Market Commentary – 4/17/15

Thursday was a big day for economic news with reporting on Jobless claims (a bit higher than expected), Housing Starts (less than expected) and the Philly Fed (better than expected). In the end, all of this news did little to move bonds in the US. This morning the Consumer Price Index (CPI) for March rose by .2% inline with estimates, while the Core CPI rose a smidgen above expectations. US interest rates continue to hover near all-time lows with the 10 year treasury hovering around 1.90%.

At the moment, we are cautiously floating rates with a bias towards locking in.


Market Commentary – 4/10/15

US mortgage and treasury interest rates remain range bound with the 10 year yielding around 1.900%. However, the bond market remains volatile with the highly uncertain times for the global financial markets continuing to be front page news.

Big ticket economic reports this week include ISM Service Index, Producer Price Index, Consumer Price Index. Furthermore, the Federal released the beige books with the Fed members torn on whether or not to raise short interest rates in June. Short term interest rates remain pegged at near zero since December 2008 in an effort to promote economic growth.

Market Commentary – 4/1/15

Mortgage bond interest rates remain range bound this week with a small downward bias due to weaker than expected economic data from the Institute of Supply Management (ISM) index and ADP. The ISM reported that manufacturing activity in the US fell to its slowest pace since May 2013 Furthermore, the US stock market has not had a good week which has also helped to lower bond yields. The back half of the week is filled with many economic reports with all a focus on Initial jobless Claims, Non-farm Payroll and the Unemployment Report . Rate trend remains sideways.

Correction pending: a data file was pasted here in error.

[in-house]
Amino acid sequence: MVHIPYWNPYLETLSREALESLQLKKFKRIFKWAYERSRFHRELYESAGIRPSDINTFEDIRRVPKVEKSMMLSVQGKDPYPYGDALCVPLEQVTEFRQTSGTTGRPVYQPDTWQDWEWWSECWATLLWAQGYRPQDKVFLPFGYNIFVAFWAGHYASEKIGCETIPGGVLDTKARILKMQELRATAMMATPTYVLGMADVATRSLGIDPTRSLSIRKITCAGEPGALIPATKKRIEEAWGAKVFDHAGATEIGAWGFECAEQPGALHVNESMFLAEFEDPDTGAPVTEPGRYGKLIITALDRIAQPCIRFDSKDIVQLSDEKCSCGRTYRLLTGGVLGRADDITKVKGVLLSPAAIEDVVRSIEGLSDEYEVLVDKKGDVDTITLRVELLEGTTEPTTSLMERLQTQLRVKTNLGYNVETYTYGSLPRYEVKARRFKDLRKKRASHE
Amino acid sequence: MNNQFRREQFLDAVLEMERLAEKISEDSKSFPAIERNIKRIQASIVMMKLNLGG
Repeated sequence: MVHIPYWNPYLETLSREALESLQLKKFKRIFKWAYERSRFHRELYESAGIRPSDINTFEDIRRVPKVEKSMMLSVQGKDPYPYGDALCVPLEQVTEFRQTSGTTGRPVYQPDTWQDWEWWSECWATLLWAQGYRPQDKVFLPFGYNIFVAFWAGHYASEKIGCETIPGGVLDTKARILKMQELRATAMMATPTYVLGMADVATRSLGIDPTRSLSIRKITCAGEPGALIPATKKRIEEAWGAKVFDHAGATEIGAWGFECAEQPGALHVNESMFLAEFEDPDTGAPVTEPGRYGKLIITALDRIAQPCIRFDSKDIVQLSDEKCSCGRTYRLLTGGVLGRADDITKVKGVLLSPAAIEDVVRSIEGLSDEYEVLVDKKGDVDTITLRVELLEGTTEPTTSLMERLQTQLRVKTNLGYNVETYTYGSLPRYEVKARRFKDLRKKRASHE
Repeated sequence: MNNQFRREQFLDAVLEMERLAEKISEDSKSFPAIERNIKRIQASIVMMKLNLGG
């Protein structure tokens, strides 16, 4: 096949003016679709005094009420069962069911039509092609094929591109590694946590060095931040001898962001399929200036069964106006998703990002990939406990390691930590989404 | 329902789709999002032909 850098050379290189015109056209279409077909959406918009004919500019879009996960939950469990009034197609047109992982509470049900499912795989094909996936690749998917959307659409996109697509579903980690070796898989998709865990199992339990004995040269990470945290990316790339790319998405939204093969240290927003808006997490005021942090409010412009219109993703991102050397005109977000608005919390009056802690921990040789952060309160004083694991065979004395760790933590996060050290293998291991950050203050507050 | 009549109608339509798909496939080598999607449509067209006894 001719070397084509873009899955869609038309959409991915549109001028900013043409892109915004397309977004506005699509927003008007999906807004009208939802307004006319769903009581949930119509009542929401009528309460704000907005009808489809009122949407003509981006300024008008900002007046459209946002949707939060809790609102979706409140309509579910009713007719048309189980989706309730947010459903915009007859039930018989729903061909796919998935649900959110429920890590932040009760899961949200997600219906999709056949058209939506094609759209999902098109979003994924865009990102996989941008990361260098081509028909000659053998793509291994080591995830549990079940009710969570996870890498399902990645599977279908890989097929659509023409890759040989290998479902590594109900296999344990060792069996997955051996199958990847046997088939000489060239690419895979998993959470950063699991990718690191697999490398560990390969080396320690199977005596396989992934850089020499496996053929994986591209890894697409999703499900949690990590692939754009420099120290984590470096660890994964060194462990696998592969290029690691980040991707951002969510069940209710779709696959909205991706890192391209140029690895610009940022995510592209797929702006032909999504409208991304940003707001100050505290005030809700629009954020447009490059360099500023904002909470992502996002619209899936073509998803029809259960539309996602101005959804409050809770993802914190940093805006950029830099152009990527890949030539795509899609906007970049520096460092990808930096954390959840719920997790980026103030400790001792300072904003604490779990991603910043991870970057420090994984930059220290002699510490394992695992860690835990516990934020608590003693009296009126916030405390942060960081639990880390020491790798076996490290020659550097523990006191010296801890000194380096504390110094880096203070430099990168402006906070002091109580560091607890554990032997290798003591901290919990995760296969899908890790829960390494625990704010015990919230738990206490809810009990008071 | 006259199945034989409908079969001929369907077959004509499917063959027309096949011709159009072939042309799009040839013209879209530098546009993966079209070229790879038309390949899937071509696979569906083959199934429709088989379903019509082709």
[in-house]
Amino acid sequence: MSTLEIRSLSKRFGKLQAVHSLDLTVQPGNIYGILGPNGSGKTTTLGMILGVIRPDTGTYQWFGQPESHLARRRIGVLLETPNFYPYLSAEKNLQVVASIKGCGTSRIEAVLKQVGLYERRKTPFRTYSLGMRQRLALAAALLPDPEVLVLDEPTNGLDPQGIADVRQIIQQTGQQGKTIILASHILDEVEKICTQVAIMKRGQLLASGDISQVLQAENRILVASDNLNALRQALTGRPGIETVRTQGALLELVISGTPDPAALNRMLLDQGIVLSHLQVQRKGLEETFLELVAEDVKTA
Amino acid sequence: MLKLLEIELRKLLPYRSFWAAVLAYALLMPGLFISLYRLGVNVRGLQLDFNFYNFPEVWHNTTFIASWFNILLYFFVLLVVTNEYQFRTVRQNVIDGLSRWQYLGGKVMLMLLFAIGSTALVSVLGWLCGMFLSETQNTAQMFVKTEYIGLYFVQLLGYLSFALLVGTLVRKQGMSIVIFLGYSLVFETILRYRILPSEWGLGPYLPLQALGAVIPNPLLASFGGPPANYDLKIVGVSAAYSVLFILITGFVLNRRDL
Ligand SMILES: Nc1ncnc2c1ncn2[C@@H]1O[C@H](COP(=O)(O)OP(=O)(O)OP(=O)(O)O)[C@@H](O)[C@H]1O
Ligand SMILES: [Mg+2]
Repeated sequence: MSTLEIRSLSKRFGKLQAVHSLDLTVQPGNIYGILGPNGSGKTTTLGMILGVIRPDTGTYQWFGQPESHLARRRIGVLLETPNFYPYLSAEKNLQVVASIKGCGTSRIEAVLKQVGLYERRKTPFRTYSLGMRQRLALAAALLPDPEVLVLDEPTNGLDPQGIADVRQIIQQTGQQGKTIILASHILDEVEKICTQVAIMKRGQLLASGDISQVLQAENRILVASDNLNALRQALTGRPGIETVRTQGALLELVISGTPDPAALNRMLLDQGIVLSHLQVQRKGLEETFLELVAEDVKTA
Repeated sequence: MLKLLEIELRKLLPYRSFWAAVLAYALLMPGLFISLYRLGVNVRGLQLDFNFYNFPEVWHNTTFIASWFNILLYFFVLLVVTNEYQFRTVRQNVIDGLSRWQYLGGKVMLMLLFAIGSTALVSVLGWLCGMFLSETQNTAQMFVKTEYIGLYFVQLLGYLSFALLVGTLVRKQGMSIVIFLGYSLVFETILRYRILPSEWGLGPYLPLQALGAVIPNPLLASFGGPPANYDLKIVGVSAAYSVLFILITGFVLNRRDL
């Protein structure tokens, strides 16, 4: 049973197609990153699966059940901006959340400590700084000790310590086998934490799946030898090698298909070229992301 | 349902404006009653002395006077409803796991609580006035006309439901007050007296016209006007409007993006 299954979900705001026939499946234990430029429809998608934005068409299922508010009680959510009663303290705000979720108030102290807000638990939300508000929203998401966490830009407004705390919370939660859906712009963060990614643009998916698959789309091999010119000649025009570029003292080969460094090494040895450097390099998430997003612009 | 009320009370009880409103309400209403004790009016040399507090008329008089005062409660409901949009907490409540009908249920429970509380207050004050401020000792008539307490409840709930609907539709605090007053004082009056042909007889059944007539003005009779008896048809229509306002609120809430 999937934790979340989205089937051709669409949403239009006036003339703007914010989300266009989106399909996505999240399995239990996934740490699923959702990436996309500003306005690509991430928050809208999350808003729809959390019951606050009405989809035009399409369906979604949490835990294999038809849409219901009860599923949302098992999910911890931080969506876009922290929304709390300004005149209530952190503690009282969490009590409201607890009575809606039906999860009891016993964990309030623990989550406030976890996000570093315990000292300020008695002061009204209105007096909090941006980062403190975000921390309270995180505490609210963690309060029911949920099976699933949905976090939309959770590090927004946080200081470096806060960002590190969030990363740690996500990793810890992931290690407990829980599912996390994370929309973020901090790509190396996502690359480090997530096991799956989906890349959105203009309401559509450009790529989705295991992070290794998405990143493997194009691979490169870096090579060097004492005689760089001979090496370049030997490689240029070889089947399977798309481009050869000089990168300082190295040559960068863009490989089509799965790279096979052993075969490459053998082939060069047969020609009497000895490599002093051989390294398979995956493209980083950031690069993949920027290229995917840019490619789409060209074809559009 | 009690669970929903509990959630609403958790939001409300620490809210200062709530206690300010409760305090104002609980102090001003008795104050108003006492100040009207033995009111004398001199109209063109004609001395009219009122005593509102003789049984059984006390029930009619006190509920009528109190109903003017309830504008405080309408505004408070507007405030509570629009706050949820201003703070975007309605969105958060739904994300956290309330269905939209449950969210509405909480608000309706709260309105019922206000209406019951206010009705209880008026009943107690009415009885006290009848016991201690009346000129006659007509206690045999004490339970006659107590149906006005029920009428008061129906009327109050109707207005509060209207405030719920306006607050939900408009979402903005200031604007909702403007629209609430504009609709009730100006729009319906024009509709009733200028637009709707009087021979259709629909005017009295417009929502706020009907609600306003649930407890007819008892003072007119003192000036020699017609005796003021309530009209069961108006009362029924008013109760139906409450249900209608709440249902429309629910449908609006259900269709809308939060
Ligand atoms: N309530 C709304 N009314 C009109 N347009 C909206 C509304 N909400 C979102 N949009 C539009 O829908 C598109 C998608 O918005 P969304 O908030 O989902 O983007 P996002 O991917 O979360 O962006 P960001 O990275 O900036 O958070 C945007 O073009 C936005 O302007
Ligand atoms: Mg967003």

Market Commentary – 9/15/14

Mortgage Rates: Trending Sideways

Inflation Drives Rates

Inflation concerns were the main influence on mortgage rates last week. A surprising jump in CPI caused mortgage rates to rise on Tuesday. The Fed downplayed the threat of high inflation last Wednesday, however, causing mortgage rates to decline. The net result was that mortgage rates finished the week a little lower.

The May Consumer Price Index (CPI), one of the most widely watched inflation indicators, was 2.1% higher than one year ago. Core CPI, which excludes food and energy, was 2.0% higher, up from an annual rate of 1.6% just two months ago. Core CPI has now reached the Fed’s stated target level for core inflation of 2.0%. Another inflation indicator released last week, the Prices Paid component of the Philly Fed report, also showed a sharp increase. Since expectations for future inflation are a primary factor in setting mortgage rates, this data was unfavorable for rates.Read More